An unintentionally entertaining part of rehearsals is watching an actor steadfastly attempting to remember and repeat his lines. It's very much like watching a blind man tapping his way across a treacherous ledge in the dark (of course, it's always dark to the blind man, but that detail adds to the utterly false sense of suspense that I'm attempting to create). The lines come forth in tiny, tentative taps, back and forth, repeated until ideas trickle out in the proper wording and sequence. Sure it's as irritating as a root canal without anesthetic, but I've found that people can be so judgmental when you punch a blind man. I mean, it's endearing, really.
While we don't have a one-eyed Emilio Largo, we do have our own figuratively one-eyed man. He has an eye single to detail. Every. Single. Detail. There is no detail too small which, if neglected even for a moment, threatens to become a SPECTRE (see what I did there) that will destroy the entire play. Fortunately, it appears as if a nuclear holocaust will be avoided, thanks to the screw-gun which he wields with no mean skill.
No Bond film would be complete without small-time criminals and ne'er-do-wells. Dial M has an ideal facsimile of just such an incorrigible reprobate…and the character he plays is quite a miscreant as well. But seriously, observations about type-casting aside, the dude is perfect in the role. Nobody, I mean nobody, plays a better sheet-covered corpse. If you don't remember his death scene, which makes Out of Africa seem like a fast-paced action flick by comparison, you'll still be astounded at his dramatics immediately subsequent to the demise. A magnificent method acting success, some would say (I’m not sure who, but someone…maybe).
Although Dial M lacks the lurking sharks of Thunderball, we do have a superb stage crew; they lurk, light the set, and lend assistance to idiots actors who can't remember lines, find their props (or their own body parts without written instructions and a gps); they also keep everything running smoothly. They almost never bite (I would just say never, but…well, there was that one incident).
Finally, the ray of sunshine, our Domino and Moneypenny all rolled into one (and she's not nearly as lumpy as that sounds) is the director. There are no words to describe her (except those commonly used in mental health diagnoses -- but I'm not really qualified to repeat those). However, I think the expression delusionally optimistic would not be out of place.

Seriously, this is a blast!

Sunday, June 23, 2019

In preparation for a future viewing of The Forbidden Planet, I decided to re-read Shakespeare's play upon which the film was loosely based.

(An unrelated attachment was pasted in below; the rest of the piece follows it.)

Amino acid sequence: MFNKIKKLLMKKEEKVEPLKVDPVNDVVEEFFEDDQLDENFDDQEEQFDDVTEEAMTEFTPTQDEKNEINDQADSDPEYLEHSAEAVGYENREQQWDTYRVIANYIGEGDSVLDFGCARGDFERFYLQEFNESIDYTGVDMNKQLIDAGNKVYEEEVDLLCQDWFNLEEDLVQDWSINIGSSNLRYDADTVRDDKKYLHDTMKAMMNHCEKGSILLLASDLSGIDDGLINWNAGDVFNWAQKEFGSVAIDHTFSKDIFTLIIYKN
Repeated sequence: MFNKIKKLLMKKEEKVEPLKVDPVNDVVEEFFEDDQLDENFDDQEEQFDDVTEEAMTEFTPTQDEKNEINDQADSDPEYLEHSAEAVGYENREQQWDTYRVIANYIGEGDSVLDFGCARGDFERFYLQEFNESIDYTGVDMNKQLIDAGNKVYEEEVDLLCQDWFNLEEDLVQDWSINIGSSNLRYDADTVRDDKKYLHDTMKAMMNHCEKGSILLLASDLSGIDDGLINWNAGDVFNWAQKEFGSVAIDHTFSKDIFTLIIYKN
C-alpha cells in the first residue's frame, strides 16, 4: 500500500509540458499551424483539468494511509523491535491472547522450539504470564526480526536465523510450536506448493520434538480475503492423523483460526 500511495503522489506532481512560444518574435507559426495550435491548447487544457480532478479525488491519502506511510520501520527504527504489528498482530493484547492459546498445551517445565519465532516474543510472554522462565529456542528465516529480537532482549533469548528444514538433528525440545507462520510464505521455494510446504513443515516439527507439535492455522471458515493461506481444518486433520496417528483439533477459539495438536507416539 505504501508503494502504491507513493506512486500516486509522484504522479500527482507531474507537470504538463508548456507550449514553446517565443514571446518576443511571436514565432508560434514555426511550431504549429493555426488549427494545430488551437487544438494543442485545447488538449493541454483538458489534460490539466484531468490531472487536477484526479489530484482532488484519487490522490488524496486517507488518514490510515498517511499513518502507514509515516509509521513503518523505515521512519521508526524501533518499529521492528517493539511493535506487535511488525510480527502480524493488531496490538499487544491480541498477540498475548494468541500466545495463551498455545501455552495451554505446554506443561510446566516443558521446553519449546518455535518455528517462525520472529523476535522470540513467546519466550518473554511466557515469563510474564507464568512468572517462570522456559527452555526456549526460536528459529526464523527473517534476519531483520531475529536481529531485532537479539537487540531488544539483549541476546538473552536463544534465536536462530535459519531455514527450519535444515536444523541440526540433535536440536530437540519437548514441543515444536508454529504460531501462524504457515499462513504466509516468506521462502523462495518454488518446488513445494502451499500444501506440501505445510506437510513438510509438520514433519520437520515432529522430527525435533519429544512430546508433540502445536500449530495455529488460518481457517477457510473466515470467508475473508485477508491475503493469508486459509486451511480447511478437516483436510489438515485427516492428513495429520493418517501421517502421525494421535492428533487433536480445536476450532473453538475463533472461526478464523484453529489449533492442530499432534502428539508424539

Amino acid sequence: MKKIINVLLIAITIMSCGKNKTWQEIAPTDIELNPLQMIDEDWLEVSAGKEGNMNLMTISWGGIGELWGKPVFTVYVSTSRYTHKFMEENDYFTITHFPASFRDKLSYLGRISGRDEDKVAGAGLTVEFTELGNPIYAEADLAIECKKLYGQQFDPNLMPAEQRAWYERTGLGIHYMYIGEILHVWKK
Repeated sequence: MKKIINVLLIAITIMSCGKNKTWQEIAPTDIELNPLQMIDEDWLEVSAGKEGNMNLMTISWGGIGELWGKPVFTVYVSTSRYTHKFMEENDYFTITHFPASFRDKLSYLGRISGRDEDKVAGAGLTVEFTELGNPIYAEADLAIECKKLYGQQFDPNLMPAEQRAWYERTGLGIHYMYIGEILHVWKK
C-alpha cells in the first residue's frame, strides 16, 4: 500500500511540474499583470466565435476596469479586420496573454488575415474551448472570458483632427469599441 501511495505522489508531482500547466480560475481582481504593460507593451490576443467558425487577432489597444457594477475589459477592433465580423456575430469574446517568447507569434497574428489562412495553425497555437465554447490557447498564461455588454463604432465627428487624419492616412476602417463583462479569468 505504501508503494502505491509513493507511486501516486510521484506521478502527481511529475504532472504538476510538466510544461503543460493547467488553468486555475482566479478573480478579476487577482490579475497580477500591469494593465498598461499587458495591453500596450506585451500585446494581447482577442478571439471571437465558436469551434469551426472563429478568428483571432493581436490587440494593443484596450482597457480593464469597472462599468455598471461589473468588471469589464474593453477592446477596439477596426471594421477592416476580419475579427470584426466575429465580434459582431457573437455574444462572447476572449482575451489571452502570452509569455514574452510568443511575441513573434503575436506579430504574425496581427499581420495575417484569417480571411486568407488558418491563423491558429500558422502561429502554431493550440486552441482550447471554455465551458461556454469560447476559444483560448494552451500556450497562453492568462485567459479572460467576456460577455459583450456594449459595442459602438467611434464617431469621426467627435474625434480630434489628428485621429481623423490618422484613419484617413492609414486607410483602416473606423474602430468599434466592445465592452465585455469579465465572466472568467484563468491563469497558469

"Now would I give a thousand furlongs of sea for an acre of barren ground..."

"Good wombs have born bad sons."

The two quotes above come from The Tempest; they illustrate a part of my view of the play. They also underscore one of the problems with magic in literature.

The Tempest, according to Wikipedia and others, was the bard's final play that he wrote on his own. The play relies heavily on magic and fantastical elements. Prospero has been exiled to a small island by his brother Antonio who has usurped his station as Duke of Milan. During his twelve years on the island, Prospero has mastered the art of sorcery which allows him to control Ariel and other spirits. By magical means he conjures a storm which casts his brother; Alonso, the King of Naples; and Alonso's son Ferdinand, along with some others upon the island. Through his sorcery, Prospero separates the group so that Prospero and his daughter Miranda can find Ferdinand. Romance between Miranda and Ferdinand blooms rapidly and without any interesting hindrance.

Meanwhile the rest of the castaways are gathered. Caliban, a wicked and savage monster whom Prospero has mastered, plots with some of the castaways to kill Prospero; he desires Miranda for himself to populate the island with his offspring. There is also plotting among some of them to slay Alonso the king. Ariel tells Prospero of these plans. Prospero puts Miranda and Ferdinand through a sort of betrothal ceremony which emphasizes the requirement for chastity before the marriage lest it be cursed: "Look thou be true: do not give dalliance too much the rein; the strongest oaths are straw to the fire i' the blood."

Prospero has Ariel thwart the plots against him and Alonso. Alonso consents to the marriage of Ferdinand and Miranda. The plotters run away. The ship has not been wrecked and the castaways may leave the island. The play closes with Prospero putting away magic, promising to throw his sorcerer's books into the sea.

After reading the digital version of the play, I had to check it against my paper copy in my large volume of Shakespeare's works. I couldn't believe that there wasn't more to the story--there wasn't. This may have been the bard's swansong, his final bow with Prospero representing him as he retired from the stage (that idea make more sense to me than the ridiculous theories that the play is meant as a commentary on European colonialism), but the play is not his best work.